Sprenger Geigenbau is the oldest shop for stringed instruments in Switzerland. The original workshop was established in 1917 by the dynasty founder Fritz Sprenger in St. Gallen (Saint Gall or Saint Gallen), then situated at Metzgergasse. Some years later the atelier moved to Neugasse. It is currently led in fourth generation by Raffael Sprenger.
A second shop was opened in 1998 in Bern, where Andreas Kürzi, Martin Köhler and Elisabeth Veit are on hand to offer you expert help and advice.
Thanks to its long tradition, Sprenger Geigenbau has built up an impressive collection of instruments and bows, as well as a constantly growing knowledge which has been passed on from generation to generation.
The company’s founder, Fritz Sprenger, is born in Arbon, in the Canton of Thurgau in 1879. He has a strong interest in violin making already whilst at school.
At the age of 23 he begins his career in earnest. By 1904 though self-taught, he has built four violins, the last of which attracts the attention of the Zurich based maker J.E. Züst. Züst is so enthusiastic about this violin that he immediately offers Fritz Sprenger a position in his shop. He works with Züst for eight years.
In 1917 Fritz Sprenger opens his own business in St. Gallen, next to the market place.
In his working life, he builds approximately 70 violins a large number of which are still played and appreciated today. He dies in St. Gallen at the age of 57.
Arnold Sprenger is born in St. Gallen in 1912. He gets his training as a violin maker in his father’s Fritz workshop. Then he spends some time abroad for further training.
At the end of 1947 he passes the exam to the Swiss federal violin making master. In the following years, he increasingly specializes himself in the restoration and repair of old stringed instruments.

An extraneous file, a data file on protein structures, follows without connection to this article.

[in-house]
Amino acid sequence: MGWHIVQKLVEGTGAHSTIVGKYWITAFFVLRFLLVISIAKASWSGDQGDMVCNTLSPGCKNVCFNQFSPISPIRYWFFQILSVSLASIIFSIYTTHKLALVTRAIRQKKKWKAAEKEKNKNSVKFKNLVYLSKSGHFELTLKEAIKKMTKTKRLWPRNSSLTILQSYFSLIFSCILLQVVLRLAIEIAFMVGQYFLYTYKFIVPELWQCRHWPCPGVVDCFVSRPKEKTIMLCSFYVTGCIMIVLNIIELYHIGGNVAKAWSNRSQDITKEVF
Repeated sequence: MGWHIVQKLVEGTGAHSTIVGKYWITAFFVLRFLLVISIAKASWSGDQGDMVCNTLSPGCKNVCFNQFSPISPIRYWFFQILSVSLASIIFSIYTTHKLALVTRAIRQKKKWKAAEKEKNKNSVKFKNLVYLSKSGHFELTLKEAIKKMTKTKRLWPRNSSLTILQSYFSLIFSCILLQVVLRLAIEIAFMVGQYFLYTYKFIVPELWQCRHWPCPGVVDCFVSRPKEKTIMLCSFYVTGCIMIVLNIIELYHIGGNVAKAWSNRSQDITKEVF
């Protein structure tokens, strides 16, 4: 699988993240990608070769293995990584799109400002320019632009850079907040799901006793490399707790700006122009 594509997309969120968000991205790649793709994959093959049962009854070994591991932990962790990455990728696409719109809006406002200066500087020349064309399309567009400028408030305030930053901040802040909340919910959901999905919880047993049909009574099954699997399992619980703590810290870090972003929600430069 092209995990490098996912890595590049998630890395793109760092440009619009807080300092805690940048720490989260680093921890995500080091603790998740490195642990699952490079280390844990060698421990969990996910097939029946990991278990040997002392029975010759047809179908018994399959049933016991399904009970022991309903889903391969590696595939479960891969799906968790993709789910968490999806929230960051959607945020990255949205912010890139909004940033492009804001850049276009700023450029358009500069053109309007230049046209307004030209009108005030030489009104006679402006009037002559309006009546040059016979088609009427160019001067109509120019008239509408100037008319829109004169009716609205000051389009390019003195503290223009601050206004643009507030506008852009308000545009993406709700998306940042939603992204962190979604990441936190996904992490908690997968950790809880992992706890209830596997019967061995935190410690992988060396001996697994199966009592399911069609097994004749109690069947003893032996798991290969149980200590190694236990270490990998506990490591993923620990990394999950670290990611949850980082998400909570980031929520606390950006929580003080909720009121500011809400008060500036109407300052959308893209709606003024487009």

With the support and competence of Arnold Sprenger, the textile industrialist Rolf Habisreutinger builds his world-famous Stradivari collection, today’s “Stradivari-Stiftung Habisreutinger”. Many of the foundations fantastic instruments by Antonio Stradivari go through Arnold Sprenger’s atelier and are restored and maintained here.
Arnold Sprenger chairs the Association of Swiss Master Violin Makers (now SVGB) for more than 20 years. He dies in St. Gallen in 1992.
Christoph Sprenger represents the 3rd generation of Sprenger Geigenbau. He is born in St. Gallen in 1946 as the son of Arnold Sprenger. Between 1964 and 1968 Christoph attends the Swiss violin making school in Brienz. Afterwards, Christoph Sprenger continues his education in various violin making workshops.
In 1971 he starts working in his father’s workshop. After having successfully passed the Swiss Master exam, Christoph Sprenger specializes in the care, restoration and repair of fine old instruments.
In 1981 he takes over the management from his father Arnold. Even after taking over the company, Christoph maintains a constant exchange with professional colleagues all over the world and thus keeps his knowledge up to date.
Christoph Sprenger is retired. However, his very broad and deep knowledge is still important for our shop. His opinion is often consulted for expertise and valuations.
Raffael Sprenger is born in 1976 to Christoph Sprenger. From 1997 to 2002 he attends the world-famous violin making school in Cremona. In the world’s most traditional “violin town”, where the spirit of Stradivarius, Guarneris and Amatis can still be felt, he sets the foundation for his work at Sprenger Geigenbau.
In order to specialize himself in the restoration of stringed instruments, he deepens his skills in workshops in Bern and St. Gallen, before moving to renowned ateliers in London and Germany. Since summer 2005 he is working at the workshop in St. Gallen, which he takes over in 2012.
Thanks to his long-term stays abroad, Raffael has excellent contacts with both younger and renowned violin makers around the world. These contacts are an excellent addition to the existing experience of Sprenger Geigenbau.
Raffael Sprenger was a board member of the Swiss Association of Violin and Bow Makers (SVGB). Furthermore, he was a member and expert of the board at a federal exam for violin making masters.